Microsoft releases June 2016 Developer Preview for UWP on Xbox One

If you’re a developer working on porting an app to the Windows 10 Universal Windows Platform, or starting a new app, then you’ve likely been working with the Developer Preview for UWP on Xbox One tools. If so, then you’ll be happy to know that Microsoft has released the June 2016 version, and it’s bringing a few fixes and new functionality.

Here’s what’s new:

Mouse mode is now enabled by default

Mouse mode is now enabled by default for XAML and Hosted Web Apps. We strongly recommend you turn this off and optimize for directional controller navigation. To learn how to turn mouse mode off, see How to disable mouse mode. For more information on how to build great apps for Xbox, see Designing for Xbox and TV.

Extended UWP API surface area is now functional on the console

Additional UWP APIs are now functional on the Xbox console. For more information about UWP API support, see UWP features that aren’t yet supported on Xbox.

Background music and audio capabilities

You can now play music and audio from an app that is running in the background.

XAML improvements

The following improvements have been made to the XAML platform:

  • The focus rectangle is now styled for a television 10-foot experience.
  • Xbox sounds are now embedded in the XAML platform.
  • XY focus navigation between UI elements has been improved.

You can now change the size of allocated developer storage on the console

A new setting in the Dev Home app allows you to increase or decrease the size of the allocated developer storage on your console. For more information about changing the size of your allocated developer storage, see Introduction to Xbox One tools.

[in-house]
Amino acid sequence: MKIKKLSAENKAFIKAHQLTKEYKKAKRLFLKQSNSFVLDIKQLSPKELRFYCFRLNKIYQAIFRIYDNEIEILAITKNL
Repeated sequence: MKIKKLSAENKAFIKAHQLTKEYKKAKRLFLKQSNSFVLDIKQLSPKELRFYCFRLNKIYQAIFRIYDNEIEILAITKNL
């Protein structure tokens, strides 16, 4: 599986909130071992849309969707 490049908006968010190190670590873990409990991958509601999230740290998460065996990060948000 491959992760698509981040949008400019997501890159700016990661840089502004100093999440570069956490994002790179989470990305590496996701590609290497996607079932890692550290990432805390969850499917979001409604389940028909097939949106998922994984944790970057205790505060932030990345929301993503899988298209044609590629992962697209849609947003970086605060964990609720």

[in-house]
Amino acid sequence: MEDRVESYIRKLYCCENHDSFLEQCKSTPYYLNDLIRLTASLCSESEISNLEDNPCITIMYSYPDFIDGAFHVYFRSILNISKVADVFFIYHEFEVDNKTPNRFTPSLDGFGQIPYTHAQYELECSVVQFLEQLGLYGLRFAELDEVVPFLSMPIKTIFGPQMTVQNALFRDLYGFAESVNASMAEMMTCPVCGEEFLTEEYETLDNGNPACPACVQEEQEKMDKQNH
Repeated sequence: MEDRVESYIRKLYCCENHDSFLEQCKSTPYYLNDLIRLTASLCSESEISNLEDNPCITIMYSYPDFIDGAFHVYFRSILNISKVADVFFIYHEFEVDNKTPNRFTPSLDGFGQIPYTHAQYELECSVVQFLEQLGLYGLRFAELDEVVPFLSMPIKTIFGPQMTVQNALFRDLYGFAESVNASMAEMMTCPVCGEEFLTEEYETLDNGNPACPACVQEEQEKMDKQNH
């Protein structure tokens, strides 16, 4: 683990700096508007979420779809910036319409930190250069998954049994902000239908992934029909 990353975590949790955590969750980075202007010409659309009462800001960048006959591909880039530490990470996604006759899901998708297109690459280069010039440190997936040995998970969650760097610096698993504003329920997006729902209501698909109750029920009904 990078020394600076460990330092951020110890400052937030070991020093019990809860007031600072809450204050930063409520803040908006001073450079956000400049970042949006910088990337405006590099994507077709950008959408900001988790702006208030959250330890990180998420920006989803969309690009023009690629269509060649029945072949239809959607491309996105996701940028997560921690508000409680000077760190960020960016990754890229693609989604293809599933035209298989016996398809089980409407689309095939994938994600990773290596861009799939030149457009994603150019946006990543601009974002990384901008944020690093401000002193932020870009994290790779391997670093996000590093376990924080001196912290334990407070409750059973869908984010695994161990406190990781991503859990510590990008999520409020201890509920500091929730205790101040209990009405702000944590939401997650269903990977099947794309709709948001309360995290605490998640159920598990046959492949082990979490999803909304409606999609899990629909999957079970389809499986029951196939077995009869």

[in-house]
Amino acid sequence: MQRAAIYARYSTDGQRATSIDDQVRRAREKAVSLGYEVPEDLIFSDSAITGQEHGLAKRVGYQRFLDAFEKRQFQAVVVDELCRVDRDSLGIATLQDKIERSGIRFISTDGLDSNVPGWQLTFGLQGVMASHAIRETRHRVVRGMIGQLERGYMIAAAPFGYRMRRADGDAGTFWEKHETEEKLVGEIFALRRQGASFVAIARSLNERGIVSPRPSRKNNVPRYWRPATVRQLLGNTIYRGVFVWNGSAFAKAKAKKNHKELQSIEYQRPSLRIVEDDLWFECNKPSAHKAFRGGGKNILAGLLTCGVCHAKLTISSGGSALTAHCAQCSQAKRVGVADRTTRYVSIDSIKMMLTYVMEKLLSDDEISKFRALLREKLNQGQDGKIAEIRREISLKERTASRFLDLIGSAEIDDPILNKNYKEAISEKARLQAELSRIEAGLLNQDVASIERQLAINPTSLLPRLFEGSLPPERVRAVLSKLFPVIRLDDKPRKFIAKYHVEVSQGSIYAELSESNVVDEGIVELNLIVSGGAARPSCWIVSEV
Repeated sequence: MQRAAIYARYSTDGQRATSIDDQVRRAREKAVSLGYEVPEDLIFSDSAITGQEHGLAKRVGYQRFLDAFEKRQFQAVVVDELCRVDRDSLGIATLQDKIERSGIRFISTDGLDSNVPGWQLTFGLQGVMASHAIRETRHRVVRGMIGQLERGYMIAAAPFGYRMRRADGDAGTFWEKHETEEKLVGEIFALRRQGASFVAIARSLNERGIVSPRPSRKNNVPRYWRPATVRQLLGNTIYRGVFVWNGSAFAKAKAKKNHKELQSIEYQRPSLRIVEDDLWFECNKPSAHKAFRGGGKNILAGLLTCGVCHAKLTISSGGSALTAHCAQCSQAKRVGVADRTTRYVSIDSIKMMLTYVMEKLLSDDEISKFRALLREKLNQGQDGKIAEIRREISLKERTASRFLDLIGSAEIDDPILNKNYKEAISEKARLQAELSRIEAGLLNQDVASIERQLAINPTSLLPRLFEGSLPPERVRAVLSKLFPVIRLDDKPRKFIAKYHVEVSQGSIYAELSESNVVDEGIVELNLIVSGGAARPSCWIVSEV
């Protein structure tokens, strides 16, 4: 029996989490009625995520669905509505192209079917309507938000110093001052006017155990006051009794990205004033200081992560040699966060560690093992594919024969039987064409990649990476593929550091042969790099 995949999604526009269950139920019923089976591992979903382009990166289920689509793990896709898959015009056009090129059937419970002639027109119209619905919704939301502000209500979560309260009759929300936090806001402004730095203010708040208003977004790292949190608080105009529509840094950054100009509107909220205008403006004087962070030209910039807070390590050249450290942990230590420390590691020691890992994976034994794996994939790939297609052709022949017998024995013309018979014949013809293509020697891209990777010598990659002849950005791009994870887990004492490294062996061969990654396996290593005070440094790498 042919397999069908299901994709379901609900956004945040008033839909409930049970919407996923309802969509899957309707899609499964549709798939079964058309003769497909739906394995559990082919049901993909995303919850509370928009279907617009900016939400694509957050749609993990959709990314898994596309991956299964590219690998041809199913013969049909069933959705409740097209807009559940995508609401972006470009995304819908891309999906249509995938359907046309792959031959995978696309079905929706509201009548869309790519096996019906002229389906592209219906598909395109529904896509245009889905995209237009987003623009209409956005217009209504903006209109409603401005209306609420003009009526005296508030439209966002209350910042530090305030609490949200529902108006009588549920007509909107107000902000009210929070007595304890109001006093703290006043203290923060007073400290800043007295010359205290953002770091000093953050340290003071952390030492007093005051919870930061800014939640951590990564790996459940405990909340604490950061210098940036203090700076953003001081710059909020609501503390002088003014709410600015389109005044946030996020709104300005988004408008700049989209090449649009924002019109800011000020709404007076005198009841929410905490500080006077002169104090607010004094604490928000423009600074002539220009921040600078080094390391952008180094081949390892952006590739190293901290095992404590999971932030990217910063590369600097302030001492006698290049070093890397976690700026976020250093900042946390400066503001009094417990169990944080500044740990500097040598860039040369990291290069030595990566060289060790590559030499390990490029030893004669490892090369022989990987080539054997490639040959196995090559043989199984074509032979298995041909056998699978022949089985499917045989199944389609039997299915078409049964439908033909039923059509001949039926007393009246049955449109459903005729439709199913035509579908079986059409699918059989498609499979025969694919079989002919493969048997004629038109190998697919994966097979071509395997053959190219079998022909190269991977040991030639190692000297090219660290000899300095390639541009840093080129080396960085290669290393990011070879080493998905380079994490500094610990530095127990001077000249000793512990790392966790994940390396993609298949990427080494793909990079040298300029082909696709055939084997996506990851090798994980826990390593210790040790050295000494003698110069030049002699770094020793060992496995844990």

UWP on various platforms

UWP on various platforms

WDP tool enhancements

The following improvements have been made to the Windows Device Portal (WDP) Tool for Xbox:

  • The tool includes additional console settings. For more information about console settings, see the /ext/settings reference topic.
  • Users can be signed in and out on the console. For more information about users, see the /ext/user reference topic.
  • You can now capture a screenshot of the console. For more information about taking a screenshot, see the /ext/screenshot reference topic.
  • The tool can deploy a loose file build of your app. For more information about loose file builds, see the /api/app/packagemanager/register reference topic.
  • Developer files on your console can be accessed from File Explorer on your development PC. For more information about accessing files through File Explorer, see the /ext/smb/developerfolder reference topic.

There are some known issues to keep in mind before updating, which are detailed here. Additional details are as follows:

If you are already enrolled in the UWP developer preview program and have activated Developer Mode on your Xbox One console, it will be automatically updated to the new build in the next day or so or you can start the update yourself by going to Settings | System | Console info & updates and clicking the button there. If the button is grayed out and says No update available, then you either are not currently in Developer Mode or you already have the June 2016 Developer Preview build installed. When the June 2016 Developer Preview build is installed, the OS version you will see in the Console info & updates page is 10.0.14352.1024 (rs1_xbox_rel_1606.160609-1700).

If you are not yet enrolled in the developer preview program, now is a great time to check it out. You can find more information about how to enroll on the Getting Started page.

The ability to run Windows 10 UWP apps on the Xbox One is a tremendous value to the platform and its users. If you’re a developer and are developing apps to run on Xbox One, let us know in the comments what you think of the June 2016 update.

Share This
Further reading: , , , , ,